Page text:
NEW YORK (CBSNewYork) — With the snowstorm coming and indoor dining suspended, the city’s restaurant workers and owners say they’re in a dire situation.
They rallied in Times Square Tuesday, demanding federal help.READ MORE: Delta Variant Intensifies Urgency To Get Vaccinated Against COVID-19, Health Experts Say
As CBS2’s Christina Fan reports, a massive crowd of restaurant owners, waiters, and waitresses gathered. Chopper 2 showed them marching on Gov. Andrew Cuomo’s office on Third Avenue, crying out for a comprehensive relief package. They represented only a fraction of the thousands of people impacted by the suffering industry and demanding a comprehensive relief package.
Randy Talbot, who runs Carmine’s on the Upper West Side, stepped away from a busy day at the restaurant to attend. Busy – not because he had too many customers – but because he’s scrambling to find ways to recover that lost revenue.
“This restaurant would have had 200 employees, we’re down to 30 employees. We’re doing everything possible,” he said.
The shutdown of indoor dining in New York City – followed by the suspension of outdoor dining due to impending snow – set an already fragile industry over the edge.
According to the New York City Hospitality Alliance. more than 1,000 restaurants have already closed in New York City. The few still employed waiters, like Eduardo Rosado, wake up every morning worried if it’s their turn to be let go.
“Look at all the lights, it’s really joyous, really beautiful, and just to see someplace where I’ve been working the last five years looking like this? It’s just heartbreaking,” he said.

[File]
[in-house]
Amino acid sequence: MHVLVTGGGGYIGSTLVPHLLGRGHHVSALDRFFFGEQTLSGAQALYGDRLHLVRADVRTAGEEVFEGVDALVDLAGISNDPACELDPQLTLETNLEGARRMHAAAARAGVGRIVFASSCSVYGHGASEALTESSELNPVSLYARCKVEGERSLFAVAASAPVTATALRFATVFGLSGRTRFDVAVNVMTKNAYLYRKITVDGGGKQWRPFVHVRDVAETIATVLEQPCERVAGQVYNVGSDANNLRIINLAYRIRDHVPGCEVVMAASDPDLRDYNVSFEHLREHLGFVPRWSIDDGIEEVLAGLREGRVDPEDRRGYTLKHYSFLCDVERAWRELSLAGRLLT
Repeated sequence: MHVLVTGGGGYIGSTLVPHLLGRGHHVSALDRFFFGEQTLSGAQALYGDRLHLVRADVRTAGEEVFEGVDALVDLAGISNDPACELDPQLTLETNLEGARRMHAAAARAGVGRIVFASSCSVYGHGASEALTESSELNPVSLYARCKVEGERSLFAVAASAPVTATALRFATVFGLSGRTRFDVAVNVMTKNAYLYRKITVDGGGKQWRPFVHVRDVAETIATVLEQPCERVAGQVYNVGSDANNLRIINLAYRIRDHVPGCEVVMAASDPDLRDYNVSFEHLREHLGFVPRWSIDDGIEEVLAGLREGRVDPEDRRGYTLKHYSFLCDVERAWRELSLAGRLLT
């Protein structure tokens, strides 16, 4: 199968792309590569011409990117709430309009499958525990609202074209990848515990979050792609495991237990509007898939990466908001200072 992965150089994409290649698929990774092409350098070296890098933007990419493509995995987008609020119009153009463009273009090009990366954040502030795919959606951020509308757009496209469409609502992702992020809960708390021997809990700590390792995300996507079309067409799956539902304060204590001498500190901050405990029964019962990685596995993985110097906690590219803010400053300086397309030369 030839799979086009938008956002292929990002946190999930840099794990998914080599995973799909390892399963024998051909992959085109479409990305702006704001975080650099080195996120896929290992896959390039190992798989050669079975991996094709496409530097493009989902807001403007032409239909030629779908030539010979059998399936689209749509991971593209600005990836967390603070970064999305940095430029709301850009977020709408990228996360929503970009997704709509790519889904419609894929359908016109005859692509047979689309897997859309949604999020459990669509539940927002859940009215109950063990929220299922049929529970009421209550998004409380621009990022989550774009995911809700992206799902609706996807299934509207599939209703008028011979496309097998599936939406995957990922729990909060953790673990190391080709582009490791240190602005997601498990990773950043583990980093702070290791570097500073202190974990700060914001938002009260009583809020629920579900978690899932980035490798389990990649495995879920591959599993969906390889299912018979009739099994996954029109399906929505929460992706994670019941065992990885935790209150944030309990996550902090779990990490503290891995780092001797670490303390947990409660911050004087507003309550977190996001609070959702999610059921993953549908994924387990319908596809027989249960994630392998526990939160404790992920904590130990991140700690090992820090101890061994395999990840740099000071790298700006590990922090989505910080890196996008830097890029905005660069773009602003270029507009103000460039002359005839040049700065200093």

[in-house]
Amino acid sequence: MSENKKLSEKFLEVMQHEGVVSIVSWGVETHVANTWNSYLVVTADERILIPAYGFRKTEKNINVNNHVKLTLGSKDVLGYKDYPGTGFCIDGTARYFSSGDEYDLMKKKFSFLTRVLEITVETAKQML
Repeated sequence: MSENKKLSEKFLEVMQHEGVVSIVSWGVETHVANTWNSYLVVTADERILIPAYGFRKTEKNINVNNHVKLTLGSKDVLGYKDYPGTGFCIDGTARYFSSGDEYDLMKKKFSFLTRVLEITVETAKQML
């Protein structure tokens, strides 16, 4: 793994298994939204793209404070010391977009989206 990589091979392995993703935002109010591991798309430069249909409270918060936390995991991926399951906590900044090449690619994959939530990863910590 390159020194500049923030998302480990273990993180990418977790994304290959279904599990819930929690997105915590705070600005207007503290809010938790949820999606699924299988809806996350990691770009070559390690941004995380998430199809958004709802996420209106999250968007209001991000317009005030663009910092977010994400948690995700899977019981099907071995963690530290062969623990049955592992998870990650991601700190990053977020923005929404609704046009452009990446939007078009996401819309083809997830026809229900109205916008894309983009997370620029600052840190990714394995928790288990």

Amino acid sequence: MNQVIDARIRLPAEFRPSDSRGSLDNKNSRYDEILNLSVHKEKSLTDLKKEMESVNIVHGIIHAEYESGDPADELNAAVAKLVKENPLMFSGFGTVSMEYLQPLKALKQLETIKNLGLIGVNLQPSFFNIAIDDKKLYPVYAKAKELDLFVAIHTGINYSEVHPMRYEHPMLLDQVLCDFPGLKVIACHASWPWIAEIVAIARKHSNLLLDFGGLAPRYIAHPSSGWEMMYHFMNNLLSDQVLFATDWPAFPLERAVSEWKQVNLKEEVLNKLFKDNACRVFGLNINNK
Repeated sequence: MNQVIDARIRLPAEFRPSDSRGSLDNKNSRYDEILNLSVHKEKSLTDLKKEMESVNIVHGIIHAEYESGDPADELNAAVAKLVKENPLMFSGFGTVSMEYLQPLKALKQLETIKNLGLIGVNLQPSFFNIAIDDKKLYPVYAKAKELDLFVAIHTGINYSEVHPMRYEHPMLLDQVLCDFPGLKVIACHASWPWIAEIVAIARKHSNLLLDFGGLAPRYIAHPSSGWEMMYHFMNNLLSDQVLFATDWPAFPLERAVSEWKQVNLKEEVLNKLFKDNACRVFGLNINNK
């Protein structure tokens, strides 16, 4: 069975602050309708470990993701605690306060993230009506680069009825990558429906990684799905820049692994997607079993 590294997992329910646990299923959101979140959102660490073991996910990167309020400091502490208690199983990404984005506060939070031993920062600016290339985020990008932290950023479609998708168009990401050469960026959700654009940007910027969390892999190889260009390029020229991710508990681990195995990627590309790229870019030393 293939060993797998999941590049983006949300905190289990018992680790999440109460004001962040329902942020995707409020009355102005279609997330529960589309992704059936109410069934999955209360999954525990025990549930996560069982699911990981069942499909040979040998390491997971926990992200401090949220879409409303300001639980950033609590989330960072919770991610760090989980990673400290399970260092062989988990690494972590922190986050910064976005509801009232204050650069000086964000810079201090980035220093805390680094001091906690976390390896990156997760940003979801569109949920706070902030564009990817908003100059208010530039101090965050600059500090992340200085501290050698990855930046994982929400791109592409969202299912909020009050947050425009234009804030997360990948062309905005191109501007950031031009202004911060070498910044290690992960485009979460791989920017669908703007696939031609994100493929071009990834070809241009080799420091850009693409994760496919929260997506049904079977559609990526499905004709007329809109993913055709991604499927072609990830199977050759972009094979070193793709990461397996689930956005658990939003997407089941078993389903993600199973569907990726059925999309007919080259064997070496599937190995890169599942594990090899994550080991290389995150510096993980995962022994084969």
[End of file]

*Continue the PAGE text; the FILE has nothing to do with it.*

Those marching in the Super Tuesday Rally called on Congress to pass the Restaurants Act, which would grant $120 billion in relief to restaurants across the country. They say the Paycheck Protection Program is not sufficient.READ MORE: 'The Late Show With Stephen Colbert' Returns In Front Of A Live Audience Monday Night
“PPP is just another loan, and quite frankly we can’t afford loans anymore,” said chef Tom Colicchio of Crafted Hospitality.
Without help, more business owners in the crowd say they will be driven to extinction.
Nearly 6,000 businesses have already closed since the beginning of the pandemic.
Some establishments, including the Carnegie Club in Midtown, have chosen to shut down temporarily and reopen once the pandemic is over. Others, facing so many restrictions, have given up and called it quits completely.
“They’re not getting shut down because you didn’t like their burger or bowl of pasta. They’re being mandated by government to be shut. Now we need that same government to step up and give them support, so they can stand a chance at survival, especially during the holiday season,” said Andrew Rigie, of New York Hospitality Alliance.
“We’re not asking for handouts, but we’re asking for a bridge to get to the point where we can continue to operate, so when the economy turns around and when the pandemic starts to slow down, people will have jobs to come back to,” Colicchio added.
A recent report conducted by the industry found that two-thirds of New York restaurants will close in the next few months without any financial assistance.
About 88% of restaurants have been unable to pay full rent now for several months.
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Christina Fan contributed to this report.